• Devero
    2019-03-10 10:39

    Due i cicli di storie a opera di waid raccolte in questo volume, in entrambe l'autore cerca di analizzare la JLA mettendola di fronte a situazioni anomale anche per loro. Ai disegni arriva il miglior Hitch chinato da Neary almeno per i primi albi, incentrati su un invasione dal mondo delle fiabe e sulla figura di Wonder Woman.Il secondo arco narrativo approfondisce, invece, la dualità dei personaggi. L'eroe e l'identità segreta vengono separati in due distinte persone fisiche, e vediamo come agirebbero gli eroi senza la controparte umana a bilanciarla e "temperarla".Cos'è Superman senza Clark Kent, Batman senza Bruce Wayne, Martian Manhunter senza John Jones e così via. Una sequenza decisamente interessante e ben centrata sui protagonisti e le loro motivazioni invece che sull'azione vera e propria.

  • Mike
    2019-03-24 10:34

    I'm liking this better than vol7 for some reason. I think it's that there's a good story here and that I recognized the good story *before* I got tired of the stilted, over-explanatory dialogue. Love the twists and turns of the story. Just wish they could bring in a Bendis to rewrite the dialogue - and cut out about 3/4 of the exposition.The book builds to a good plot-moving-forward, almost...confusing crescendo (partly that the writing finally assumes you have a brain, but parky because the art doesn't give us enough to distinguish between generic looking characters). Best part of Waid/Hitch's run so far. I do enjoy Hitch's art - his Authority run was solid - but it's a bit repetitive in the same kinds of framing and stances.

  • Steve
    2019-03-20 10:32

    Another collection of JLA stories instead of one big arc kind of derails this volume. Its divided into three arcs: The Queen of Fables, Dr. Destiny, and then the wish granting ID.First off, I love Bryan Hitch's artwork. Its detailed and makes everyone look awesome. I loved the first two story arcs, a new villain with the Queen of Fables. Dr. Destiny was super trippy but made for a great mind bending story.The last story was rather weak. People's desires are becoming real, because a wish granting machine from the 6th dimension is on the loose and being are after it. It doesn't really do anything except set up the next volume. If they had tightened this last story it would have been better.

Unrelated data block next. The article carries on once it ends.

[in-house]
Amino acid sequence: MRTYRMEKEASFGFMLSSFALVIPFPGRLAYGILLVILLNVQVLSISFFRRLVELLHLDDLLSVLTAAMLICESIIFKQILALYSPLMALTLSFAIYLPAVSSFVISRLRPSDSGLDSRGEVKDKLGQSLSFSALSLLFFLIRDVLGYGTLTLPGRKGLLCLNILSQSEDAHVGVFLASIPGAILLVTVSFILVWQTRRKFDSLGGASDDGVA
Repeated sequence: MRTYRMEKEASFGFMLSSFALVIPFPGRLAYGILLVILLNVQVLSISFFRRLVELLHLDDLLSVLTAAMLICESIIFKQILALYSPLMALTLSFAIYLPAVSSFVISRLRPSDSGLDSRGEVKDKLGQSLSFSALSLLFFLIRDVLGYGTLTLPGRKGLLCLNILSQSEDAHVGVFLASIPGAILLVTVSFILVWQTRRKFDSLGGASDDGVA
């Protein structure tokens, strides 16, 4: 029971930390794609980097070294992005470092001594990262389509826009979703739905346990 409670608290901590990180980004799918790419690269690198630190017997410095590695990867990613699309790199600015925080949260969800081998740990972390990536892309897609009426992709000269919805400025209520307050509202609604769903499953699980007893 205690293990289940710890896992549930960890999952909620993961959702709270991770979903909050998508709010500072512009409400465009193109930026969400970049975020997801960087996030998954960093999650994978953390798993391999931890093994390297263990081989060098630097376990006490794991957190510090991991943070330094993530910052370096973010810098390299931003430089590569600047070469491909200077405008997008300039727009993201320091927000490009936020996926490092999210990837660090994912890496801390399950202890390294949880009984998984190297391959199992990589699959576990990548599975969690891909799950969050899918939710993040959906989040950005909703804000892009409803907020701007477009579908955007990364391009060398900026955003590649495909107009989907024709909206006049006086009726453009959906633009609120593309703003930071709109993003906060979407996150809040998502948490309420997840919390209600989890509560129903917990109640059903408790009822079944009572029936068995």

• Stephen Olley
    2019-03-05 06:41

    Mark Waid follows the excellent Tower of Babel story (which you don't need to have read before this one - unless you mind it being spoilered - because the characters give a wee summary for you) with three self-contained tales.The theme here is distorted realities, with story books coming to life, dreams infesting reality and wishes coming true. This last story is the best in the book but they are all excellent and can be read with virtually no background knowledge. Great stuff.

  • Sophie
    2019-02-22 09:43

    The boyfriends make up and have their coming out! Seriously, though, this is set after the events of the Tower of Babel, and the League is dealing with the fallout of Batman's betrayal. And with the fact that they are missing Batman's expertise. It's not a bad resolution, all in all, and I stand by my first sentence, too.

  • Michael
    2019-03-13 11:36

    After the mess of Batman's "betrayal", the JLA falls apart, but recovers in time to save the day. Yay. Sounds boring, sure, but Mark Waid seems comfortable enough writing JLA, and it shows.

  • Angela
    2019-03-21 08:25

    The fairy tale story is really good, and the changed reality is full of character pieces. This is one for those who like Fables and stories that concentrate on character not plot. A decent read.

  • Bradley Gass
    2019-03-04 08:32

    When the Justice League loses faith in one of their own, What will it take to restore their faith in each other? And can the league survive losing what makes them who they are?

  • Angel
    2019-03-19 11:35

    See my note on it in my blog: http://gypsylibrarian.blogspot.com/20...

  • Justin
    2019-02-25 06:41

    The stories are okay, but there's a little too much of the reality-warping stuff in a row.